Street food vending is integral part of every culture in the world. In India, street food represents a whole different cuisine, energy and vigor. It is almost as good as a festival or a religion. The Annual turnover of the street food industry in Mumbai has been noted as INR 1590 crores according to a study conducted by Tata Institute of Social Sciences.
Street food is treated as evening snacking options for many people in India. And for many it is also their sustenance. The hygiene measures however, for the food that is being consumed by millions of people on daily basis, are not up to the mark.
The street food vendors tend to cook in the open without covering the ingredients often exposing the food to pollution and flies. They do not wear gloves or cover their head. They stand for long hours in front of a flame, resulting in constant perspiring. They do not wash their hands often but even if they did, there is no guarantee that the water they use is not contaminated. These things happen because most of the vendors are ignorant. And this ignorance is the cause of spreading of diseases like food poisoning, gastronomical disorders, cholera, typhoid and so on.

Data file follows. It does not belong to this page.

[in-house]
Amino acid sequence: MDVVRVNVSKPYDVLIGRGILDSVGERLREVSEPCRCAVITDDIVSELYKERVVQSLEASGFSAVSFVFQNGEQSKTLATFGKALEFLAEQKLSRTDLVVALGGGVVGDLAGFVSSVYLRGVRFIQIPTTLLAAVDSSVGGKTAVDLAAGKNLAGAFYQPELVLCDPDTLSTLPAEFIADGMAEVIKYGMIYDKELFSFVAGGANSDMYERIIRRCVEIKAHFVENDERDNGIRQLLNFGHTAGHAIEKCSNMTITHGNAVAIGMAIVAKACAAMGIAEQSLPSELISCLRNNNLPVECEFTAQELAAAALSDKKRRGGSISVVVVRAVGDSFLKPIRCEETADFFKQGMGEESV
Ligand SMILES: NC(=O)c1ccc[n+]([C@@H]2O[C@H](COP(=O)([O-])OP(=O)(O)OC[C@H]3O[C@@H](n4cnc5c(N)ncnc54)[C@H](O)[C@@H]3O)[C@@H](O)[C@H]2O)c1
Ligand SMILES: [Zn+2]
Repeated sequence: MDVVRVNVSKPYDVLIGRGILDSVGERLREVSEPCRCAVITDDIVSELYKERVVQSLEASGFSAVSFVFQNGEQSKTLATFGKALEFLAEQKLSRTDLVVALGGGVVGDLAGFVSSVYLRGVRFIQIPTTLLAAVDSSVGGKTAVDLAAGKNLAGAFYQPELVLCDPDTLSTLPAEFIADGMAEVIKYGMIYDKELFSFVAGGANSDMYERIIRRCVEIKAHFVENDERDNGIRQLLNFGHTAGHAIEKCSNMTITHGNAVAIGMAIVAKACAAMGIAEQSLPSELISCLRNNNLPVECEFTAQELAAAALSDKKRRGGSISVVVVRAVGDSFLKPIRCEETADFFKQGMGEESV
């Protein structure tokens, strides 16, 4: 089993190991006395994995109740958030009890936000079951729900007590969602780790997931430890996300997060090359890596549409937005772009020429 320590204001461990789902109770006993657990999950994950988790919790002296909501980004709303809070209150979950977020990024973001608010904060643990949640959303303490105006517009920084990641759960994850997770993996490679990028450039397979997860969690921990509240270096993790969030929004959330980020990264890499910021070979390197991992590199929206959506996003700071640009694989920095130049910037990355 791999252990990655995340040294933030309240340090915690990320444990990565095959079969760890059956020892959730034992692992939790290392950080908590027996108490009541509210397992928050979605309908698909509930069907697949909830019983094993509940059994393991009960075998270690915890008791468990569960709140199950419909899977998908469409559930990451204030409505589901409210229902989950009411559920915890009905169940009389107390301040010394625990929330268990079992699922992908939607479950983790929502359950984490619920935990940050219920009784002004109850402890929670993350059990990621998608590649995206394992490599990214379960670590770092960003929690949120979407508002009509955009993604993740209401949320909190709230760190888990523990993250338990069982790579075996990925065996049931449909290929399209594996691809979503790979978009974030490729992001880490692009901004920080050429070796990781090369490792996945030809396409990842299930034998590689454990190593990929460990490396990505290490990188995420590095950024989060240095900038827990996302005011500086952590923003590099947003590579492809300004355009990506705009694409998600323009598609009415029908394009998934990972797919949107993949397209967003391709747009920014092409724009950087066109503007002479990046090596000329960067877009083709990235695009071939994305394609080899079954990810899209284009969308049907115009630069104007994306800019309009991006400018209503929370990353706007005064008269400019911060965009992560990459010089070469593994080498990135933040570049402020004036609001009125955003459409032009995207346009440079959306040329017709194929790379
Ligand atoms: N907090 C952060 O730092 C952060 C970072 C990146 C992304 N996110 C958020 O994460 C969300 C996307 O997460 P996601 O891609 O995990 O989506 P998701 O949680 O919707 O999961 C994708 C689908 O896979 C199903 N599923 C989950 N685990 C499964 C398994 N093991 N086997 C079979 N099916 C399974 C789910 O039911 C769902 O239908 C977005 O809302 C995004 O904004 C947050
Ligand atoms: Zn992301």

In order to improve the situation in Maharashtra, Chief Minister Devendra Fadnavis has inaugurated the Project ‘Serve Safe Food’, by Nestlé India in collaboration with Food and Drugs Administration (FDA), Maharashtra and NASVI. The program will train the street food vendors in the state through a mobile van on important and critical subjects like health, hygiene, safe food handling, waste disposal and entrepreneurship with the support of the FDA Maharashtra.
“If we can make street food vendors aware of the importance of food safety and hygiene it will lead to a brighter future for them. This initiative is a great way to not only ensure healthy food for consumers but also enable street food vendors to sustain better livelihoods,” said the Chief Minister.
With government making rigorous efforts and corporates taking interest in improving the quality of food available on the street, eating out will be healthy again. And by improving the standard of living and quality of life of these vendors, the street food situation will become a win-win for all.
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The CSR Journal Team